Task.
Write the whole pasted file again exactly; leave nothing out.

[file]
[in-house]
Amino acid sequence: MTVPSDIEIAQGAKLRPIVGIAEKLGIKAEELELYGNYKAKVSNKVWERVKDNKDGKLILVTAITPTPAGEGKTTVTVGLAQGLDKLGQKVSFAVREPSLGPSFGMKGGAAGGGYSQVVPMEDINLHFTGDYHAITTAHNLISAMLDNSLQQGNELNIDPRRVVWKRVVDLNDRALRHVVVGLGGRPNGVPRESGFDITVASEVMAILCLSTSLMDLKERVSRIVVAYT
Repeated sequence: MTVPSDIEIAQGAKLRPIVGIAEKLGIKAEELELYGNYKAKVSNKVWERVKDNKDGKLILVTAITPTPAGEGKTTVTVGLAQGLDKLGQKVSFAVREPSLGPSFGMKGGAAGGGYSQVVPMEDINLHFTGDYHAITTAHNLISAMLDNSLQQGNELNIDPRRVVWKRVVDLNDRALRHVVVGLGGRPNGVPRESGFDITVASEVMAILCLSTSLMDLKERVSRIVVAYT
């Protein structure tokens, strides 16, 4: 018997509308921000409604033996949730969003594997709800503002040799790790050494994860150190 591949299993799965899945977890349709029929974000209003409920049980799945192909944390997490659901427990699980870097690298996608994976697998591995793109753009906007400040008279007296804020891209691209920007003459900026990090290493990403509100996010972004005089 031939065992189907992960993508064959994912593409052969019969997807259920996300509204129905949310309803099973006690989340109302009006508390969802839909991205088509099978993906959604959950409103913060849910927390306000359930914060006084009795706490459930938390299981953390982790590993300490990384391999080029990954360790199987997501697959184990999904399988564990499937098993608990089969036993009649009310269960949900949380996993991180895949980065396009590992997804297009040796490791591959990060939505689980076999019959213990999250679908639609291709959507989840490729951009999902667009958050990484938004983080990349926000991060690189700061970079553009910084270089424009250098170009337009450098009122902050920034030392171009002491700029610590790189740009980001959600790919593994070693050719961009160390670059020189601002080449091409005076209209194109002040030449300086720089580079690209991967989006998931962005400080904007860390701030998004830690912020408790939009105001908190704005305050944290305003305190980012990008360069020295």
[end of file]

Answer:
[in-house]
Amino acid sequence: MTVPSDIEIAQGAKLRPIVGIAEKLGIKAEELELYGNYKAKVSNKVWERVKDNKDGKLILVTAITPTPAGEGKTTVTVGLAQGLDKLGQKVSFAVREPSLGPSFGMKGGAAGGGYSQVVPMEDINLHFTGDYHAITTAHNLISAMLDNSLQQGNELNIDPRRVVWKRVVDLNDRALRHVVVGLGGRPNGVPRESGFDITVASEVMAILCLSTSLMDLKERVSRIVVAYT
Repeated sequence: MTVPSDIEIAQGAKLRPIVGIAEKLGIKAEELELYGNYKAKVSNKVWERVKDNKDGKLILVTAITPTPAGEGKTTVTVGLAQGLDKLGQKVSFAVREPSLGPSFGMKGGAAGGGYSQVVPMEDINLHFTGDYHAITTAHNLISAMLDNSLQQGNELNIDPRRVVWKRVVDLNDRALRHVVVGLGGRPNGVPRESGFDITVASEVMAILCLSTSLMDLKERVSRIVVAYT
């Protein structure tokens, strides 16, 4: 018997509308921000409604033996949730969003594997709800503002040799790790050494994860150190 591949299993799965899945977890349709029929974000209003409920049980799945192909944390997490659901427990699980870097690298996608994976697998591995793109753009906007400040008279007296804020891209691209920007003459900026990090290493990403509100996010972004005089 031939065992189907992960993508064959994912593409052969019969997807259920996300509204129905949310309803099973006690989340109302009006508390969802839909991205088509099978993906959604959950409103913060849910927390306000359930914060006084009795706490459930938390299981953390982790590993300490990384391999080029990954360790199987997501697959184990999904399988564990499937098993608990089969036993009649009310269960949900949380996993991180895949980065396009590992997804297009040796490791591959990060939505689980076999019959213990999250679908639609291709959507989840490729951009999902667009958050990484938004983080990349926000991060690189700061970079553009910084270089424009250098170009337009450098009122902050920034030392171009002491700029610590790189740009980001959600790919593994070693050719961009160390670059020189601002080449091409005076209209194109002040030449300086720089580079690209991967989006998931962005400080904007860390701030998004830690912020408790939009105001908190704005305050944290305003305190980012990008360069020295």